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Nii Tete Mante, Gerard Medioni, James D Weiland, Armand Rene Tanguay; Object Localization and Tracking System - Evaluation of Speech Synthesized Feedback Mechanisms. Invest. Ophthalmol. Vis. Sci. 2014;55(13):4143.
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© ARVO (1962-2015); The Authors (2016-present)
The purpose of this study was to test our 'Object Localization and Tracking System' (OLTS), which assists blind/low vision subjects with reaching and grasping for objects. The main goal was to explore how varying the visual angle of a computer generated feedback mechanism alters the accuracy of reaching and grasping in object localization tasks.
The OLTS utilized a wide-angle (~100 degrees) monocular camera (Tanguay, Sahin), a central processing unit (CPU) and bone conduction headphones. Computer Vision algorithms (Context Tracker, Dinh & Medioni) on the CPU parsed, and processed the camera input to determine object(s) position. Bone conduction headphones produced verbal auditory feedback for the blind test subject based on object position. Thus, objects positioned left of the center of vision of the camera would elicit a “Left” to the test subject. Objects within the “central-region” of the field of view cause the computer to say “Center”. Once the object was centralized within the cameras center of vision, test subjects were asked to reach out and touch the object. Two blind test subjects evaluated the device. Four different “central-region” visual angles of the feedback algorithm were used (7.8, 15.6, 23.4 and 31 degrees); three experiments per angle were conducted. Each experiment consisted of localizing and grasping for an object.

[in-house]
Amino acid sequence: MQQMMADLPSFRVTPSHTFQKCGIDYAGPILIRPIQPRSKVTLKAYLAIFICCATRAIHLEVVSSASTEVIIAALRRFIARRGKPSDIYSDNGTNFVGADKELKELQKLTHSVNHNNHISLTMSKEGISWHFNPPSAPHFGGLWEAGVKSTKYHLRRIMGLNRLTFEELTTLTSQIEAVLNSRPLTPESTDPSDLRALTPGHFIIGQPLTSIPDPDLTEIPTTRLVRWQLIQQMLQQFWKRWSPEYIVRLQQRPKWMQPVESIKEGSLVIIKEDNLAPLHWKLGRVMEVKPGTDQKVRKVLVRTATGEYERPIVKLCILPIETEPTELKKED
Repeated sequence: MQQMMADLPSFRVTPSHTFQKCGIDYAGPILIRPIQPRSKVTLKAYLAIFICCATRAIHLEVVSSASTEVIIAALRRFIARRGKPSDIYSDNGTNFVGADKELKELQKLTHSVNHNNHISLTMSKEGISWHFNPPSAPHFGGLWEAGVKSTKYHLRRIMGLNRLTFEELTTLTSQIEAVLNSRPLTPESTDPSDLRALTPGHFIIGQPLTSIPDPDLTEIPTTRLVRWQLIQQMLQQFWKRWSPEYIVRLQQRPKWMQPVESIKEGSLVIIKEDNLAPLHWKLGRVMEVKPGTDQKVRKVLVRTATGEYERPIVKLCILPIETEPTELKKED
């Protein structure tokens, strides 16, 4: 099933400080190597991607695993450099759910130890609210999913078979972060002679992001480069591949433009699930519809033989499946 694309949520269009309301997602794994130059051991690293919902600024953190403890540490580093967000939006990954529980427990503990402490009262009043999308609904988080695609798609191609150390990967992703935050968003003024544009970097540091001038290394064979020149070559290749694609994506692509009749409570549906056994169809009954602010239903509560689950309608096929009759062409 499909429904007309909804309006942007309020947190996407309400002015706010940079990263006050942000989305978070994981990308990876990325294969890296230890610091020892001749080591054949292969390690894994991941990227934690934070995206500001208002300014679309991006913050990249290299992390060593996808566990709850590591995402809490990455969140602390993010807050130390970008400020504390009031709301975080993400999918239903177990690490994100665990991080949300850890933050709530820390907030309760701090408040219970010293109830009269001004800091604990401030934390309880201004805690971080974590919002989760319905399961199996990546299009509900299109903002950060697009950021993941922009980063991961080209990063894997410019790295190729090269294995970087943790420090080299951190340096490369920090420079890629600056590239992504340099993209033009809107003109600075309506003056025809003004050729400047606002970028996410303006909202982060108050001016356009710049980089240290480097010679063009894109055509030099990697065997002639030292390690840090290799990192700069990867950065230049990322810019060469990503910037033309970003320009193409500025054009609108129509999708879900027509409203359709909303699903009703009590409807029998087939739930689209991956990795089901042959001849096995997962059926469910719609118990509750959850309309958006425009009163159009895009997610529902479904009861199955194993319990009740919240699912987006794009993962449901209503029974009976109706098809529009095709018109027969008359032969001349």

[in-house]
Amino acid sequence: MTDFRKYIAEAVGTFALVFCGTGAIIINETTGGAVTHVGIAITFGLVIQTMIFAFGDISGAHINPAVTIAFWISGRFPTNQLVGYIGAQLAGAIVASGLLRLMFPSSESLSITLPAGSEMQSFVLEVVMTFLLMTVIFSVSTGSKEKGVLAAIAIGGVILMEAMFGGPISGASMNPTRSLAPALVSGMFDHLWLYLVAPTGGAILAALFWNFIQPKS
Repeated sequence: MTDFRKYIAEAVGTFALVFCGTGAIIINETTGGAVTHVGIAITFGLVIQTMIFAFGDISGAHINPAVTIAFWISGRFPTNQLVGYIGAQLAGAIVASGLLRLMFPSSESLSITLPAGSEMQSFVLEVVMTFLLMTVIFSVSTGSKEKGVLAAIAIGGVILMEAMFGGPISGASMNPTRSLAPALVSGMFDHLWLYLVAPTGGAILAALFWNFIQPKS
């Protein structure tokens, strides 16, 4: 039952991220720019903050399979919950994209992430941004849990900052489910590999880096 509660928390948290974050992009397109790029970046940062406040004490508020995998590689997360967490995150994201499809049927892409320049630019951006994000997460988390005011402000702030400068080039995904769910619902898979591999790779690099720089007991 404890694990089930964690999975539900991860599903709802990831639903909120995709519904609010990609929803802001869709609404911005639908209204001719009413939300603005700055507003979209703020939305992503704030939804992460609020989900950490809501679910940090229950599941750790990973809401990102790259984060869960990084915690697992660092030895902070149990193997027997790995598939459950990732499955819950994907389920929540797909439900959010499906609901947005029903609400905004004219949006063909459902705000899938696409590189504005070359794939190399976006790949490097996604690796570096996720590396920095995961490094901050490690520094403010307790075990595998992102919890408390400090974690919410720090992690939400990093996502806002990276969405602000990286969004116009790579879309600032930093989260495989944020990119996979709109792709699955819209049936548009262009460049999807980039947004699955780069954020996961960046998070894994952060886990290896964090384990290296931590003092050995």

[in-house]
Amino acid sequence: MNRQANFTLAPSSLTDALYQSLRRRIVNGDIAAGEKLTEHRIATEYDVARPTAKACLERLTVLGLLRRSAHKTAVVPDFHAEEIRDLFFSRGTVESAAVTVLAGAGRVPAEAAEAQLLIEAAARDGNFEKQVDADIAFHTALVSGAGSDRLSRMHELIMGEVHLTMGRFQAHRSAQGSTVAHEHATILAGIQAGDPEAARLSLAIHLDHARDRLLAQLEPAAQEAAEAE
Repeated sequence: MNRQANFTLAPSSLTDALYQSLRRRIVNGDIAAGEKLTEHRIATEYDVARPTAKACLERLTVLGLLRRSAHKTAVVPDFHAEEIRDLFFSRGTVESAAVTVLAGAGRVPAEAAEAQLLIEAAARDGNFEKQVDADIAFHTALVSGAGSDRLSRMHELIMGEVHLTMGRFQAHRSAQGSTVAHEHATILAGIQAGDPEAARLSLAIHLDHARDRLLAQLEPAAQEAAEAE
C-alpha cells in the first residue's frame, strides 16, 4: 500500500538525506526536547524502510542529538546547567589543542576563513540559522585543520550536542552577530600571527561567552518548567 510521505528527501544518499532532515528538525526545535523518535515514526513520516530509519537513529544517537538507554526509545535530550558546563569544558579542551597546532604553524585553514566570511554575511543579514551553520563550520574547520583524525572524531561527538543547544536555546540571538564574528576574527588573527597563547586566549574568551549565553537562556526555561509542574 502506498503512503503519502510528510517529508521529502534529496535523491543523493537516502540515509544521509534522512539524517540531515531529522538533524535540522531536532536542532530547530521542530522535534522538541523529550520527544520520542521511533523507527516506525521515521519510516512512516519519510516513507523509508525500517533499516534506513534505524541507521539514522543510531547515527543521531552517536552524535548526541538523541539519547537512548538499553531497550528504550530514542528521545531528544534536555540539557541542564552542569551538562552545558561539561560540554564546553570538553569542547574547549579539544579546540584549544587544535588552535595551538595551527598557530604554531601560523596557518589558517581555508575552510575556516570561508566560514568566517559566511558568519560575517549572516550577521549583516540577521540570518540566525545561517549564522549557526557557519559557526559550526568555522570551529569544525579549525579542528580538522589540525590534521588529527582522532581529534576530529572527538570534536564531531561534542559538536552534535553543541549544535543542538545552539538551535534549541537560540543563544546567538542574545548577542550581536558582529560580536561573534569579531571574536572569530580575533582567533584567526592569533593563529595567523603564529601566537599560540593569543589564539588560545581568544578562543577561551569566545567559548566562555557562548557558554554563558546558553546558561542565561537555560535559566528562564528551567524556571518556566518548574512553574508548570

Subject O-N was able to grasp the object on the first “reach” 1/3, 1/3, 1/3, and 2/3 times for visual angles 7.8, 15.6, 23.4 and 31 degrees, respectively. The average amount of “reaches” it took to successfully grasp the object were 3, 2.33, 1.67, and 1.33 for angles 7.8, 15.6, 23.4 and 31 degrees, respectively. Subject R-T was able to grasp the object on the first “reach” 0, 0, 2/3 and 0 times for angles 7.8, 15.6, 23.4 and 31 degrees. The average amount of reaches it took to grasp the object were 3.33, 3, 1.33 and 1.33 for angles 7.8, 15.6, 23.4 and 31 degrees, respectively. Object tracking paths, time to grasp, video and audio data were also recorded for each experiment.
The experiments conducted have given initial indicators to finding an optimal visual angle for our sound guided feedback mechanism. Specifically, the initial results show that increasing the visual angle decreases the amount of attempts to grasp the object.
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